Opportunities may thus become available from professional advisors, securities broker-dealers, venture capitalists, members of the financial community, and other sources of unsolicited proposals. In certain circumstances, the Company may agree to pay a finder's fee or other form of compensation, including perhaps one-time cash payments, payments based upon a percentage of revenues or sales volume, and/or payments involving the issuance of securities, for services provided by persons who submit a business opportunity in which the Company shall decide to participate, although no contracts or arrangements of this nature presently exist. The Company is unable to predict at this time the cost of locating a suitable business opportunity.

The analysis of business opportunities will be undertaken by or under the supervision of the Company's management, none of whom is a professional analyst and none of whom have significant general business experience. Among the factors which management will consider in analyzing potential business opportunities are the available technical, financial and managerial resources; working capital and financial requirements; the history of operation, if any; future prospects; the nature of present and anticipated competition; potential for further research, developments or exploration; growth and expansion potential; the perceived public recognition or acceptance of products or services; name identification, and other relevant factors.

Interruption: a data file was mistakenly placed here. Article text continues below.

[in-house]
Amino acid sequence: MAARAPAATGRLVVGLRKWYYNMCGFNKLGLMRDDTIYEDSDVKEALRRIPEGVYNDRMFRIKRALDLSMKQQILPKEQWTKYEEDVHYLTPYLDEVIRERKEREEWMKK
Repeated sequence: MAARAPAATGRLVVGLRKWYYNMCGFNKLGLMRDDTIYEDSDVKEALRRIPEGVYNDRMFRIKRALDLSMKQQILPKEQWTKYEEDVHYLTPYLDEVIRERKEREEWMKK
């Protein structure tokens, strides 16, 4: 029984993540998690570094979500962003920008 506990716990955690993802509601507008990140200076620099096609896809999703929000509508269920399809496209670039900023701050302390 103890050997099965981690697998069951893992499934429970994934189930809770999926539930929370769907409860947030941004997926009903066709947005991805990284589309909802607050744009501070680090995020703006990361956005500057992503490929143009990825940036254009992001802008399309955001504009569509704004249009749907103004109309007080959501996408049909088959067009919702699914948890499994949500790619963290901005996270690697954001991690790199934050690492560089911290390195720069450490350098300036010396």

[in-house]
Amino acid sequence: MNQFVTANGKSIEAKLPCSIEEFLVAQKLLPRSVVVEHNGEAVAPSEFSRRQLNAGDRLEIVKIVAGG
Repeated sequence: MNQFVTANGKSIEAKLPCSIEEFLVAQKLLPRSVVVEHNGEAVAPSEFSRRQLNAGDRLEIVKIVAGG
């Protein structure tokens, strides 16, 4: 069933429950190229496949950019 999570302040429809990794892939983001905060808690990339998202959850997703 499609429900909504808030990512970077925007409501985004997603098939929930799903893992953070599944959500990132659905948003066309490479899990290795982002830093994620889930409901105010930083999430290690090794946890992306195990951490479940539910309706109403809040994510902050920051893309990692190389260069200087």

It is not possible at present to predict the exact matter in which the Company may participate in a business opportunity. Specific business opportunities will be reviewed and, based upon such review, the appropriate legal structure or method of participation will be decided upon by management. Such structures and methods may include, without limitation, leases, purchase and sale agreements, licenses, joint ventures; and may involve merger, consolidation or reorganization. The Company may act directly or indirectly through an interest in a partnership, corporation or reorganization. However, it is most likely that any acquisition of a business venture the Company would make would be by conducting a reorganization involving the issuance of the Company's restricted securities. Such a reorganization may involve a merger (or combination pursuant to state corporate statutes, where one of the entities dissolves or is absorbed by the other), or it may occur as a consolidation, where a new entity is formed and the Company and such other entity combine assets in the new entity. A reorganization may also occur, directly or indirectly, through subsidiaries, and there is no assurance that the Company would be the surviving entity. Any such reorganization could result in loss of control of a majority of the shares. The Company's present directors may be required to resign in connection with a reorganization.